Hawai’i is one of the most spectacular of the United States. The climate is almost perfect, 80 to 85 degrees every day with pleasantly warm water temperatures year-round and dramatic volcanic scenery. The only drawback is getting to islands and the fact that, once there, to truly experience the state, a visitor must fly to several islands.
Oahu is the main island and home of the capital, Honolulu. It has a variety of world-class attractions and never disappoints. Waikiki is one of the most famous beaches in the world, and its position, in the shadow of Diamond Head, an extinct volcano, is positively spectacular.
One of the most moving memorials in the world can be seen at Pearl Harbor, the US Naval Base on the island. Here visitors can board a boat to the USS Arizona Memorial, directly above the wreck of the famous battleship where it was sunk by Japanese planes on December 7, 1941. Oil still seeps from the ship and the bodies of the ship’s sailors have never been recovered.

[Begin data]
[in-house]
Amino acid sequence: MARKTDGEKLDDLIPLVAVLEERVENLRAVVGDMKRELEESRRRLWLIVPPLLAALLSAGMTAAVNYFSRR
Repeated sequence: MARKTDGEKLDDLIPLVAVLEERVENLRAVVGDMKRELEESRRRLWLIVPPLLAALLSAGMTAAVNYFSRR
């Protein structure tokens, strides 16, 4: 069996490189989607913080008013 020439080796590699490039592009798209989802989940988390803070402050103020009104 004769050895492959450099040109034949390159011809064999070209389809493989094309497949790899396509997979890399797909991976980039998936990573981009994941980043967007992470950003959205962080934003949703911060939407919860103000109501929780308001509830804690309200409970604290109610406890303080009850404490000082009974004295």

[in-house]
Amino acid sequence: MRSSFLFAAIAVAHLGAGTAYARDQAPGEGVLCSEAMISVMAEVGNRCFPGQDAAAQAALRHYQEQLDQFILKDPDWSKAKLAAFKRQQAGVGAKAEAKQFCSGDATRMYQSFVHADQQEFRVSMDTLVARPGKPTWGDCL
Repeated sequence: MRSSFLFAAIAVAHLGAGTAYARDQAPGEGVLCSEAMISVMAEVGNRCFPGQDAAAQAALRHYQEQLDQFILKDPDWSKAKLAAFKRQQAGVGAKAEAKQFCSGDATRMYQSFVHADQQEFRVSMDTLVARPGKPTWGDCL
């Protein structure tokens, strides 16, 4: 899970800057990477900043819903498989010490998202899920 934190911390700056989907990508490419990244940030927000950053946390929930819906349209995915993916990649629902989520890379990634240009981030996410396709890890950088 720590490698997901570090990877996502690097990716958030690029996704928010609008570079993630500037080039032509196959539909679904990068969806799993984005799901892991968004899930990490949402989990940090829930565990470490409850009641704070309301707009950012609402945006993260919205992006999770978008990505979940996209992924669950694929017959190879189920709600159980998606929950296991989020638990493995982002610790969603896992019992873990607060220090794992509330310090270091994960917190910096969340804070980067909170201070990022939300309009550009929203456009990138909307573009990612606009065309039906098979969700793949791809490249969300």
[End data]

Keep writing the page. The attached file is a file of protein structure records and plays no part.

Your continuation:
The island of Maui showcases Haleakala National Park, a dormant volcano with an eerie and otherworldly landscape.
Visitors to Hawaii are strongly encouraged to attend a Luau, the native feast of pig, roasted in a pit with accompanying local specialties. The oldest and most famous luau in the islands is the Lahaina Luau, on the island of Maui.
The island of Kauai has one of the world’s most beautiful beaches, Lumahai Beach. It was used in the filming of the movie, “South Pacific.”
The Big Island of Hawaii is home to one of the most active volcanoes on Earth, Kilauea. Visitors to Hawaii Volcanoes National Park, which includes Kilauea,
provides an opportunity to see fresh lava and to walk on hardened lava which is only hours old — quite an experience!.